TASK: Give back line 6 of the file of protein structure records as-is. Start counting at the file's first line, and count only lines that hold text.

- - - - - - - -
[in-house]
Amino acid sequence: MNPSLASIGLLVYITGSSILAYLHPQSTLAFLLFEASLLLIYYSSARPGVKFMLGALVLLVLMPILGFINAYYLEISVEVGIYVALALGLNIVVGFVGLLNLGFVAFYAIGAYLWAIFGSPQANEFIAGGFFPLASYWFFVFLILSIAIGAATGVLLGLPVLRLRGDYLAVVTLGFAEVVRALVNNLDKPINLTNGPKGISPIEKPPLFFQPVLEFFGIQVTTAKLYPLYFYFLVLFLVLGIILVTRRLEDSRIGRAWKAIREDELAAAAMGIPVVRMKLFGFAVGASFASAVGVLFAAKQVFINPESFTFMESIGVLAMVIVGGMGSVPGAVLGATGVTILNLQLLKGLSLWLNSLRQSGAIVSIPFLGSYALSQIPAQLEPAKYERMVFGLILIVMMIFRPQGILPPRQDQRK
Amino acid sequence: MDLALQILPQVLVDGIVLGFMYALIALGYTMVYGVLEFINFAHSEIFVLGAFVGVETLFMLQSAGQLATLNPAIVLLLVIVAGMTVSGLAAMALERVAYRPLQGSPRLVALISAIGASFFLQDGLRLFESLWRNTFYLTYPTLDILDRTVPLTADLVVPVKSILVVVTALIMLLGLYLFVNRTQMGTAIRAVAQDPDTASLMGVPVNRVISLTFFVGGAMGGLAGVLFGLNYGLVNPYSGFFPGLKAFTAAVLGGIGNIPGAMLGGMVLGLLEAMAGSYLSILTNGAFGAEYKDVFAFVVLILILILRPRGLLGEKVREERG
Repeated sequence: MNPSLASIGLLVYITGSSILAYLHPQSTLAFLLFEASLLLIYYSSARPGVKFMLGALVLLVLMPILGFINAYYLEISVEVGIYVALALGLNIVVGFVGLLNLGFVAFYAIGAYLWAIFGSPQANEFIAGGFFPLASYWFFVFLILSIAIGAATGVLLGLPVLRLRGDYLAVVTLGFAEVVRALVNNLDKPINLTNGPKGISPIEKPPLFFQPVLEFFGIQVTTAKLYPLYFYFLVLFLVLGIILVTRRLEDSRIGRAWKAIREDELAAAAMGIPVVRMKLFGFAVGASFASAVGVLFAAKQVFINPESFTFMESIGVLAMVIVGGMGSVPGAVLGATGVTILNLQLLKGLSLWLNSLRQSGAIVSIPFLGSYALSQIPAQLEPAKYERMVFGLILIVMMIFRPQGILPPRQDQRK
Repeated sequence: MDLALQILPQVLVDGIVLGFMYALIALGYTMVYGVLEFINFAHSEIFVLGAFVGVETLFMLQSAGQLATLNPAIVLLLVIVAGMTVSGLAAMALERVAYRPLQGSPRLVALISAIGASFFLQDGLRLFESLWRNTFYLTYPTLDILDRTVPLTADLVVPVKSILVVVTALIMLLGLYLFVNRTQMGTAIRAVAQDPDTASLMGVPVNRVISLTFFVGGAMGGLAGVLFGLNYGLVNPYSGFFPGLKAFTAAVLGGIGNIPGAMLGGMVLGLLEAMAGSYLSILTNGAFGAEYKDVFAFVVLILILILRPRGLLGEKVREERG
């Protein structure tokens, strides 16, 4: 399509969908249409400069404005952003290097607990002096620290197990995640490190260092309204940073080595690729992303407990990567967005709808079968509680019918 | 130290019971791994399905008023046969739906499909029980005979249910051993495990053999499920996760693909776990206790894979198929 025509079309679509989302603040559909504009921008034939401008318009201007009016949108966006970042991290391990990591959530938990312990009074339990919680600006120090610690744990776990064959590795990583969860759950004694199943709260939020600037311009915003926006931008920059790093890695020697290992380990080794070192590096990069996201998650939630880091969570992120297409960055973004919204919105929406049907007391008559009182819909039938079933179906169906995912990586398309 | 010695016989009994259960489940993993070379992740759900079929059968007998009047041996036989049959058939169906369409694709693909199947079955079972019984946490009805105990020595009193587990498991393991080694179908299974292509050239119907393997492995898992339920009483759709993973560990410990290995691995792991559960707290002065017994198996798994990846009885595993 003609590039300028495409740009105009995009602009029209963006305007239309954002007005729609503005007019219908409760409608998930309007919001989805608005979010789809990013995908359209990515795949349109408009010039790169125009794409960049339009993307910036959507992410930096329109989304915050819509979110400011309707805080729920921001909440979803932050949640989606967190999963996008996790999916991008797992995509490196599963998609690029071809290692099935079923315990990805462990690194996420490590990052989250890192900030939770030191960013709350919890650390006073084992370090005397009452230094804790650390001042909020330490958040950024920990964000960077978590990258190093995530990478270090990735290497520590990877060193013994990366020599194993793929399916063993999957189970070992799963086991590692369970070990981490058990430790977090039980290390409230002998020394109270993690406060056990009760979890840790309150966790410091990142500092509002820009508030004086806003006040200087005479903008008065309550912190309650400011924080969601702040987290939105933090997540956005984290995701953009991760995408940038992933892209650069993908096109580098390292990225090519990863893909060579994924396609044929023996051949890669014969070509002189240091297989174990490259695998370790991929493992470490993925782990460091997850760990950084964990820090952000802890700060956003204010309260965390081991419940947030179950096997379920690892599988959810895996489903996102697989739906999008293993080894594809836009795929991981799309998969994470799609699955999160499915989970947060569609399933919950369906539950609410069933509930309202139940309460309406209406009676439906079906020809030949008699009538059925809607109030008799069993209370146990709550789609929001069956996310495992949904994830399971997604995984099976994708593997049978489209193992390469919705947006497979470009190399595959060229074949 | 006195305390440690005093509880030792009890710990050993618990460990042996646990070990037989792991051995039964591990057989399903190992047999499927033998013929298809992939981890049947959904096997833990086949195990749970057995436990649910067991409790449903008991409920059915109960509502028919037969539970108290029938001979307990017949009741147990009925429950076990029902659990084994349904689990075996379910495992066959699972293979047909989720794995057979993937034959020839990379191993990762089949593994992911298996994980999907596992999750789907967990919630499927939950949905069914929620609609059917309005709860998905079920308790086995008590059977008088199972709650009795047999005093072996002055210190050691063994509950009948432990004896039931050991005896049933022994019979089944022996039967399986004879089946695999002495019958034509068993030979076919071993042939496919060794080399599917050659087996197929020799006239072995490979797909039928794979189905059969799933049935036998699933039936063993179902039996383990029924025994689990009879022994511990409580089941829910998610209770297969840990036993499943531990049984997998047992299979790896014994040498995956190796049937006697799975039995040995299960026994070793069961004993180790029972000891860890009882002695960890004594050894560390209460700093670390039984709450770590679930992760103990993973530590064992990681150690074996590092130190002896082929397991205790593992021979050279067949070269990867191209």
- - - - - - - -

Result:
């Protein structure tokens, strides 16, 4: 399509969908249409400069404005952003290097607990002096620290197990995640490190260092309204940073080595690729992303407990990567967005709808079968509680019918 | 130290019971791994399905008023046969739906499909029980005979249910051993495990053999499920996760693909776990206790894979198929 025509079309679509989302603040559909504009921008034939401008318009201007009016949108966006970042991290391990990591959530938990312990009074339990919680600006120090610690744990776990064959590795990583969860759950004694199943709260939020600037311009915003926006931008920059790093890695020697290992380990080794070192590096990069996201998650939630880091969570992120297409960055973004919204919105929406049907007391008559009182819909039938079933179906169906995912990586398309 | 010695016989009994259960489940993993070379992740759900079929059968007998009047041996036989049959058939169906369409694709693909199947079955079972019984946490009805105990020595009193587990498991393991080694179908299974292509050239119907393997492995898992339920009483759709993973560990410990290995691995792991559960707290002065017994198996798994990846009885595993 003609590039300028495409740009105009995009602009029209963006305007239309954002007005729609503005007019219908409760409608998930309007919001989805608005979010789809990013995908359209990515795949349109408009010039790169125009794409960049339009993307910036959507992410930096329109989304915050819509979110400011309707805080729920921001909440979803932050949640989606967190999963996008996790999916991008797992995509490196599963998609690029071809290692099935079923315990990805462990690194996420490590990052989250890192900030939770030191960013709350919890650390006073084992370090005397009452230094804790650390001042909020330490958040950024920990964000960077978590990258190093995530990478270090990735290497520590990877060193013994990366020599194993793929399916063993999957189970070992799963086991590692369970070990981490058990430790977090039980290390409230002998020394109270993690406060056990009760979890840790309150966790410091990142500092509002820009508030004086806003006040200087005479903008008065309550912190309650400011924080969601702040987290939105933090997540956005984290995701953009991760995408940038992933892209650069993908096109580098390292990225090519990863893909060579994924396609044929023996051949890669014969070509002189240091297989174990490259695998370790991929493992470490993925782990460091997850760990950084964990820090952000802890700060956003204010309260965390081991419940947030179950096997379920690892599988959810895996489903996102697989739906999008293993080894594809836009795929991981799309998969994470799609699955999160499915989970947060569609399933919950369906539950609410069933509930309202139940309460309406209406009676439906079906020809030949008699009538059925809607109030008799069993209370146990709550789609929001069956996310495992949904994830399971997604995984099976994708593997049978489209193992390469919705947006497979470009190399595959060229074949 | 006195305390440690005093509880030792009890710990050993618990460990042996646990070990037989792991051995039964591990057989399903190992047999499927033998013929298809992939981890049947959904096997833990086949195990749970057995436990649910067991409790449903008991409920059915109960509502028919037969539970108290029938001979307990017949009741147990009925429950076990029902659990084994349904689990075996379910495992066959699972293979047909989720794995057979993937034959020839990379191993990762089949593994992911298996994980999907596992999750789907967990919630499927939950949905069914929620609609059917309005709860998905079920308790086995008590059977008088199972709650009795047999005093072996002055210190050691063994509950009948432990004896039931050991005896049933022994019979089944022996039967399986004879089946695999002495019958034509068993030979076919071993042939496919060794080399599917050659087996197929020799006239072995490979797909039928794979189905059969799933049935036998699933039936063993179902039996383990029924025994689990009879022994511990409580089941829910998610209770297969840990036993499943531990049984997998047992299979790896014994040498995956190796049937006697799975039995040995299960026994070793069961004993180790029972000891860890009882002695960890004594050894560390209460700093670390039984709450770590679930992760103990993973530590064992990681150690074996590092130190002896082929397991205790593992021979050279067949070269990867191209």